The Butterfly Weed, an exquisite variety of Asclepias tuberosa, requires full sun and well-drained soil to flourish. In spring, initiate watering when the soil becomes dry to touch, ensuring you water the plant thoroughly without making it waterlogged. Avoid overwatering. When summer comes, water the Butterfly Weed once a week if rainfall has been low. Supplement the soil with an all-purpose, slow-release granular fertilizer to provide it with optimum nutrients. By fall, lessen watering frequency as the plant is preparing to go dormant for winter. It’s optimal to stop feeding the plant during this period to support its natural preparation for dormancy. Make sure to leave the wilted stalks intact, as they provide the necessary insulation and attraction for wintering butterflies. During winter, do not water the plant and avoid covering the area with mulch as the Butterfly Weed prefers colder conditions. Let the snow cover it naturally. Pruning back old growth in late winter or early spring will encourage fresh growth come the warmer months. Prevention of pests and diseases can be achieved by ensuring good air circulation and practicing proper watering techniques to avoid overly wet conditions, which can lead to fungal diseases.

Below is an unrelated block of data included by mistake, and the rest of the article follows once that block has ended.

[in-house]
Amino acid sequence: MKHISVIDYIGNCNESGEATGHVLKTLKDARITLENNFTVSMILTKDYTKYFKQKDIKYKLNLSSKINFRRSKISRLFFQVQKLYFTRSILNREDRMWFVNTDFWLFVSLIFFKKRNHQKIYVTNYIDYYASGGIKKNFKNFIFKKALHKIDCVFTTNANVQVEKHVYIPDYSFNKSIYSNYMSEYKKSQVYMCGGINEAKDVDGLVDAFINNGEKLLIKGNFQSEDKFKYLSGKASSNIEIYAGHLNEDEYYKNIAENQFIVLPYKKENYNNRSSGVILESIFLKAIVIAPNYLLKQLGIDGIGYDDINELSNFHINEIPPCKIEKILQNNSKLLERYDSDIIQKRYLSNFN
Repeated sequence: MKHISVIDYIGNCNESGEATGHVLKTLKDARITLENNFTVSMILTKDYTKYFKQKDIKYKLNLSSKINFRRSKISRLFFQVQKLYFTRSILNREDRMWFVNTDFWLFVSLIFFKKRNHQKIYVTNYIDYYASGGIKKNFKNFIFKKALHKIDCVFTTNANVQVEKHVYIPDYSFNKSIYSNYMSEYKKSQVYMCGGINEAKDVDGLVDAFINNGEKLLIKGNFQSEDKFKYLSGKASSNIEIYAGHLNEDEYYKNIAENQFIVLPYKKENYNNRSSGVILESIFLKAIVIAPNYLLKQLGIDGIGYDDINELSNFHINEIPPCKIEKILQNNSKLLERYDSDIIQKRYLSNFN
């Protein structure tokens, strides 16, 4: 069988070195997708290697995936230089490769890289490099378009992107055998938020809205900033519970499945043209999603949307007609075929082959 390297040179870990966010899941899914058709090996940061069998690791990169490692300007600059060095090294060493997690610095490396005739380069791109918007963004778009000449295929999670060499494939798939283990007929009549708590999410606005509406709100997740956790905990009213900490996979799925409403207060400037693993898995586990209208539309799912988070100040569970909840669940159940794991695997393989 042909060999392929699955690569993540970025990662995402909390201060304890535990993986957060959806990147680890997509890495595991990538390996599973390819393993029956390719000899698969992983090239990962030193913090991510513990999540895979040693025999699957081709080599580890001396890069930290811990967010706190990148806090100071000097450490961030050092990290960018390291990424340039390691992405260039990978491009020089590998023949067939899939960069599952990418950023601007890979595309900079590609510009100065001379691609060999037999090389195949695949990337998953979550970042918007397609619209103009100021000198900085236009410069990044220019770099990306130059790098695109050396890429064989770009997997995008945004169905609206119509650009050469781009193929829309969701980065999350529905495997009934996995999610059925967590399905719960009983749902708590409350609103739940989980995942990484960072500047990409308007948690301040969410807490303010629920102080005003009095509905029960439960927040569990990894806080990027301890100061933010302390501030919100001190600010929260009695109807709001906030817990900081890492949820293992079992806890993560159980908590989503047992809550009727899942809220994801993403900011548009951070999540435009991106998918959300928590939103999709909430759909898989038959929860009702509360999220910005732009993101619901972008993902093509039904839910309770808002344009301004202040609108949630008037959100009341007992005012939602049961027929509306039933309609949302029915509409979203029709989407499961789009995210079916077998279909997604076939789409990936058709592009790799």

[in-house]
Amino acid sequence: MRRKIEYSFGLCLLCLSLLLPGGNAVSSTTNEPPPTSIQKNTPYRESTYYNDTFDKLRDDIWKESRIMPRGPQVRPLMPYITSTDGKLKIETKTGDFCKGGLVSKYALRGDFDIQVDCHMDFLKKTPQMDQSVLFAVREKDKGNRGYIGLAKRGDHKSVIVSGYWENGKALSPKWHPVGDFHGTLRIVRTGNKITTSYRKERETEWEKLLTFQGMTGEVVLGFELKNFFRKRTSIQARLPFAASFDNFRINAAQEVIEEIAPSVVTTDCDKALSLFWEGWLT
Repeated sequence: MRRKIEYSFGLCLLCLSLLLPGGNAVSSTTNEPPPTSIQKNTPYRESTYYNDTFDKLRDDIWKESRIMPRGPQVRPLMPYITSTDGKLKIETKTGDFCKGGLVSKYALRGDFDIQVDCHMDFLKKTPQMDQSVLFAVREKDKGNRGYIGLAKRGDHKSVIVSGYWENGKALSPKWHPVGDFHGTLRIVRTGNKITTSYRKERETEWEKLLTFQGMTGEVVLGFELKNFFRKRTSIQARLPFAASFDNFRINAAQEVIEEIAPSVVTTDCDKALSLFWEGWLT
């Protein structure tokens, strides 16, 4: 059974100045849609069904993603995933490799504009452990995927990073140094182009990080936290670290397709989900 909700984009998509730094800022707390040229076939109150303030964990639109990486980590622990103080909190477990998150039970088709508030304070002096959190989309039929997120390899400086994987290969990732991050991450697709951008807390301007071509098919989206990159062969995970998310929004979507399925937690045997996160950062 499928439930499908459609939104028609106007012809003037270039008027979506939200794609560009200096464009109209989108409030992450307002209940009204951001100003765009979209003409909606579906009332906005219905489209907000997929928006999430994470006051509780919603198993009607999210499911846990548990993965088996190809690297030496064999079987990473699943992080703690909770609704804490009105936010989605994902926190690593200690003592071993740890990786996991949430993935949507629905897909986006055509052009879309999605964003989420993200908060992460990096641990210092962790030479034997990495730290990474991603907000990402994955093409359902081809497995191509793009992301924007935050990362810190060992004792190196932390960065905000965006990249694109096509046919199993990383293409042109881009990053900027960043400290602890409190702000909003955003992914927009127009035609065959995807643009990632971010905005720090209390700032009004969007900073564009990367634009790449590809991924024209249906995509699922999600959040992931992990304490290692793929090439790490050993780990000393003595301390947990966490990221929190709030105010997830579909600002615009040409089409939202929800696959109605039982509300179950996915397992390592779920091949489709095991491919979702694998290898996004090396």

As a butterfly weed owner, it is crucial to use a balanced, slow-release granular fertilizer with NPK values of 10-10-10 or 14-14-14 if your soil tests indicate average fertility. Apply the fertilizer once in the early spring just before the new growth starts. When applying, sprinkle the granules around the base of your butterfly weed, staying approximately 6 inches away from the stem to avoid burn. Water thoroughly, ensuring the nutrients are absorbed deep into the soil and readily available to your plant. If your soil test results indicate your native soil is exceptionally infertile, you might consider a slightly higher phosphorus and potassium fertilizer with an NPK ratio like 10-20-20. An annual application should be sufficient as excessive fertilization can promote more foliage growth at the expense of flowering and compromise the overall health of your butterfly weed.